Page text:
Collins: No ‘political calculus’ in Kavanaugh decision

Collins: No ‘political calculus’ in Kavanaugh decision
© Greg Nash

Sen. Susan CollinsSusan Margaret CollinsDemocrats gear up to hit GOP senators on DACA OVERNIGHT ENERGY: Trump administration gives renewables more time to take advantage of tax credits | House Republicans introduce bill to speed mining projects for critical minerals | Watchdog faults EPA communications in contamination of NC river The Hill's Coronavirus Report: Unemployment claims now at 41 million with 2.1 million more added to rolls; Topeka mayor says cities don't have enough tests for minorities and homeless communities MORE (R-Maine) said Sunday that she did not weigh the political consequences in her decision to vote for Brett Kavanaugh's confirmation to the Supreme Court.

"I did not try to weigh a political calculus to this decision," Collins told "60 Minutes," after agreeing that it was "likely true" that her decision would appeal to voters in Maine.

"It’s too important for that," she said. "I just had to do what I think is right."

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Collins was one of the few swing votes on Kavanaugh's confirmation and she helped secure his position on the Supreme Court Sunday when she chose to back him.

She gave a passionate speech on the Senate floor explaining her vote, in which she slammed how the confirmation process had progressed and stated that the allegations of Kavanaugh's sexual misconduct did not meet the "more likely than not" standard.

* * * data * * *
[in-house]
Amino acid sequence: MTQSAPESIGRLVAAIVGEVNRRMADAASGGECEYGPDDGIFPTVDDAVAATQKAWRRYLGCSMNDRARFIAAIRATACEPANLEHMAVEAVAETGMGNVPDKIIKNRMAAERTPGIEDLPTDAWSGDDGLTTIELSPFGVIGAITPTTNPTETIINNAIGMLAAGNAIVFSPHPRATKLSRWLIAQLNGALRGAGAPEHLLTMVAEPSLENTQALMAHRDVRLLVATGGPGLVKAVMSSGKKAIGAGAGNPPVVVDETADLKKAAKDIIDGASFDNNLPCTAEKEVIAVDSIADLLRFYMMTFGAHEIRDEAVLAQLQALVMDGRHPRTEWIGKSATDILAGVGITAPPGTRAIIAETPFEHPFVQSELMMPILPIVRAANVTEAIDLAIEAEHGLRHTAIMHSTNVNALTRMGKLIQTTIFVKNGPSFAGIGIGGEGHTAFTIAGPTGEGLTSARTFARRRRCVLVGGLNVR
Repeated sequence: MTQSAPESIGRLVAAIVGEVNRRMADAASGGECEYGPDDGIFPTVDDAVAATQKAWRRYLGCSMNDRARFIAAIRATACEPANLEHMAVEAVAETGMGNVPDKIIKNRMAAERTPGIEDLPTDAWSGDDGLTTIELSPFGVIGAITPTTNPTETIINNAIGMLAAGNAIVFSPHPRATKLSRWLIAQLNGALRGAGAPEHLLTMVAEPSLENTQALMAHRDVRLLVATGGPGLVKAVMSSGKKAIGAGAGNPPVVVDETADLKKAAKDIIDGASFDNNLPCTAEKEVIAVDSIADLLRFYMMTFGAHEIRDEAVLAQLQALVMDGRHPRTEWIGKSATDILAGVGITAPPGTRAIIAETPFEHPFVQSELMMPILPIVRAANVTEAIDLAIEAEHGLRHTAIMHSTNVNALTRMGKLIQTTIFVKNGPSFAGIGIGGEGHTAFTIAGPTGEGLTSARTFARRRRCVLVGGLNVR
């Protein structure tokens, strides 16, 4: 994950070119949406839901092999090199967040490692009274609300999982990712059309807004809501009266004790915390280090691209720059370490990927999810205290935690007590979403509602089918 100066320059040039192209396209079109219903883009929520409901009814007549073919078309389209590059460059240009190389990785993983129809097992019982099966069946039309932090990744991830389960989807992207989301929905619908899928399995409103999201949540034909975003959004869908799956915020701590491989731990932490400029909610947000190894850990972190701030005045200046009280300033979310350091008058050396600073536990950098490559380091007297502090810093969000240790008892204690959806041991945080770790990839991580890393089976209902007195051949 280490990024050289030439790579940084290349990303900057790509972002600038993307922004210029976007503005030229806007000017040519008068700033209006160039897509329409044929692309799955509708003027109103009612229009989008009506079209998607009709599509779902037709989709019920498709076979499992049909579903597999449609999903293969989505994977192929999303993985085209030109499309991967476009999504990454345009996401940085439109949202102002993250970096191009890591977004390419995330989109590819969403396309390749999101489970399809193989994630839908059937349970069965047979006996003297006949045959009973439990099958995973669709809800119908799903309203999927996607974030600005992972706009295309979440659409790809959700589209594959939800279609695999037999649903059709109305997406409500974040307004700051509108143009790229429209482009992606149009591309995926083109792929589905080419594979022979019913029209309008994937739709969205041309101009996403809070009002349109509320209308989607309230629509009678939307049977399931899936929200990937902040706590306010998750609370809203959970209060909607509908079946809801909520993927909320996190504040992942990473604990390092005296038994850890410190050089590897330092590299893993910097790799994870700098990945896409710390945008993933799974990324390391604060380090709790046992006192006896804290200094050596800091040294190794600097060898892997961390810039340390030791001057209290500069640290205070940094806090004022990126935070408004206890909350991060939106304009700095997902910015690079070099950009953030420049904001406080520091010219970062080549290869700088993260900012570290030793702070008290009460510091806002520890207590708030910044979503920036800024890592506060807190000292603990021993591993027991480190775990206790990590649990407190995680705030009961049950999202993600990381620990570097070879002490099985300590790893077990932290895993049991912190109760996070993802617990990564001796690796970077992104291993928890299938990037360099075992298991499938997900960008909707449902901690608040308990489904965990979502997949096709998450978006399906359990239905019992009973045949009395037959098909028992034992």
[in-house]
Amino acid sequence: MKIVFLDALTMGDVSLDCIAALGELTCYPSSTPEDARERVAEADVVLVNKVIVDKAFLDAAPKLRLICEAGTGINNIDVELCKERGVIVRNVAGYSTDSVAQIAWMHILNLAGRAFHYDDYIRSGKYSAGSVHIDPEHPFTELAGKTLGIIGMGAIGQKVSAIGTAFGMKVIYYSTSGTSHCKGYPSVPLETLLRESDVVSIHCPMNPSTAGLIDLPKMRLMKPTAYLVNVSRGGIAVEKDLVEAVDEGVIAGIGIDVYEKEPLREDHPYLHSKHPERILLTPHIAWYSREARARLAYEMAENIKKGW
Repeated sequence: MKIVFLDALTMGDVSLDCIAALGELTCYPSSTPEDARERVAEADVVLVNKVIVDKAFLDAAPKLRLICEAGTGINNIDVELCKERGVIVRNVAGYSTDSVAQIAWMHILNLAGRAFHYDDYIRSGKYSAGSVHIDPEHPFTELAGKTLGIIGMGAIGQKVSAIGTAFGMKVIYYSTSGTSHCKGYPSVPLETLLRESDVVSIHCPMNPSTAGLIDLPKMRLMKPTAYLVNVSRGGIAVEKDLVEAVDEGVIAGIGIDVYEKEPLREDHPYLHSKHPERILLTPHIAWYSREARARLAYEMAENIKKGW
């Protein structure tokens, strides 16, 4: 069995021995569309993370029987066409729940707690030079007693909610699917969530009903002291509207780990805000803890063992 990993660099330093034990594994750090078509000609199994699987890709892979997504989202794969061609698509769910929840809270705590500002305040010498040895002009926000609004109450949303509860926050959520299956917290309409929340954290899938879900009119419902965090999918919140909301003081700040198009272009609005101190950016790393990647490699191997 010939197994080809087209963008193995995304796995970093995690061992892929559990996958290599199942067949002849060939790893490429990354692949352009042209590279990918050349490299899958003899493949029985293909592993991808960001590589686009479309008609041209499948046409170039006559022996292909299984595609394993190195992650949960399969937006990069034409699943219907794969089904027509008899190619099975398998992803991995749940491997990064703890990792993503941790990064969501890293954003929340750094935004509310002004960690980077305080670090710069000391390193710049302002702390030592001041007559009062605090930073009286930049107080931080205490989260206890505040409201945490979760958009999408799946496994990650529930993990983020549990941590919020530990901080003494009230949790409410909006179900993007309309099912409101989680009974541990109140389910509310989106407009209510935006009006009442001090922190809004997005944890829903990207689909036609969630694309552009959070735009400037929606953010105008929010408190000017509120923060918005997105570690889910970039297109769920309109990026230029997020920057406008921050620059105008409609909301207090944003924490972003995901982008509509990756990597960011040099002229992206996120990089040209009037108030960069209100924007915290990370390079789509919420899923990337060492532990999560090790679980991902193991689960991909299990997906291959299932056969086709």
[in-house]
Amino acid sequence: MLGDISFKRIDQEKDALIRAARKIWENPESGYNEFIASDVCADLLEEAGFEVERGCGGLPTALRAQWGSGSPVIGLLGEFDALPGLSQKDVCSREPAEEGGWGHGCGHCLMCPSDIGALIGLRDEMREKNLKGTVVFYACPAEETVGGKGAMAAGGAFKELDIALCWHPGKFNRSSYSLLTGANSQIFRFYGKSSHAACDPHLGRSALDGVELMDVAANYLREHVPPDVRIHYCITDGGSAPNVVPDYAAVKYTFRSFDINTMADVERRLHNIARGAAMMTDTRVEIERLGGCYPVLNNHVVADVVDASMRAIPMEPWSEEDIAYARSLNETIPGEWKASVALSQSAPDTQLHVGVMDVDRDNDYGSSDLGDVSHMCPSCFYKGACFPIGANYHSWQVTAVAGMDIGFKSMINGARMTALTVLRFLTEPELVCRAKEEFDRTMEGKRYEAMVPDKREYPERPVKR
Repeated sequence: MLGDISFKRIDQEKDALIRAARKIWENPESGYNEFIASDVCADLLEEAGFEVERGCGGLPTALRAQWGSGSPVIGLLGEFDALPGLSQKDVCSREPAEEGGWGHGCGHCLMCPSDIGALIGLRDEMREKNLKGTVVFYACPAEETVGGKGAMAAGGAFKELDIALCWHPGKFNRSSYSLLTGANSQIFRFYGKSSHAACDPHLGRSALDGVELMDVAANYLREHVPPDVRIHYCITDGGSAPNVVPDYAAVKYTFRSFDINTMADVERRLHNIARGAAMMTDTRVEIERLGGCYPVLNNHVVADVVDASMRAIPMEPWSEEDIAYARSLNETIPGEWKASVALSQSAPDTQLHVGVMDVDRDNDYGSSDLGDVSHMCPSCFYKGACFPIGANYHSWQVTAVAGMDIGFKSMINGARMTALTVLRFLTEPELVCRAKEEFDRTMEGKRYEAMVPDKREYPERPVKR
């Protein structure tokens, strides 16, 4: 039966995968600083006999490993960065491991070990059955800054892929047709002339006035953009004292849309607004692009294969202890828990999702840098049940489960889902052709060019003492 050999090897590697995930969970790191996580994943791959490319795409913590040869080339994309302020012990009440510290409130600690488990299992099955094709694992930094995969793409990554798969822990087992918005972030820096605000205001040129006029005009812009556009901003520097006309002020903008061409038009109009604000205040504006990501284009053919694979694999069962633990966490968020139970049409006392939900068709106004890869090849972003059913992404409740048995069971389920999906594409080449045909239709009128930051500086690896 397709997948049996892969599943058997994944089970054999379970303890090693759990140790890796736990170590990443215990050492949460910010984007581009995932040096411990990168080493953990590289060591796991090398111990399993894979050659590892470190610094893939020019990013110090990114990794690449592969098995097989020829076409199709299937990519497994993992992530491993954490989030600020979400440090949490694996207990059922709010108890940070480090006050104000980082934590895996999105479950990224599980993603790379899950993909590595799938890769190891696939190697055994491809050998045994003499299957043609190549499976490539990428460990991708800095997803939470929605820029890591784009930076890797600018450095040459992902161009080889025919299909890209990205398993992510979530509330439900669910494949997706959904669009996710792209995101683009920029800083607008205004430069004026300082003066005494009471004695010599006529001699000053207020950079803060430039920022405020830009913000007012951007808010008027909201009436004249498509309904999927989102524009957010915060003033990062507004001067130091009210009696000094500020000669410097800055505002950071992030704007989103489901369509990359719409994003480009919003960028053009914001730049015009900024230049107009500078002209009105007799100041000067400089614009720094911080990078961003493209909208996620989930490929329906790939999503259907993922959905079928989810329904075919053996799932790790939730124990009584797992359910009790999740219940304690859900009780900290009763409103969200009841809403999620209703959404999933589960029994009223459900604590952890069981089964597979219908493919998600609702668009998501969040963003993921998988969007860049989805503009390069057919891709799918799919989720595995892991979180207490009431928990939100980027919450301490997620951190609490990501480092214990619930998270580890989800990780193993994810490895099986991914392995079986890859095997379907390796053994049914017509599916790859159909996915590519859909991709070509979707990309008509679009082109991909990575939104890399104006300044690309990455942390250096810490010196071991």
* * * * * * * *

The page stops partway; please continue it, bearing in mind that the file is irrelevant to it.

"Today we have come to the conclusion of a confirmation process that has become so dysfunctional, it looks more like a caricature of a gutter level political campaign than a solemn occasion," she said.

"Our Supreme Court confirmation process has been in steady decline for more than 30 years," she said. "One can only hope that the Kavanaugh nomination is where the process has finally hit rock bottom."

Her remarks have been criticized by some on the left, such as Sen. Mazie HironoMazie Keiko HironoFederal judges should be allowed to be Federalist Society members Senate Dems press DOJ over coronavirus safety precautions in juvenile detention centers Conservative group launches campaign accusing Democrats of hypocrisy on Kavanuagh, Biden MORE (D-Hawaii), who said Collins's statements were "insulting" to one of the women who accused him of sexual misconduct.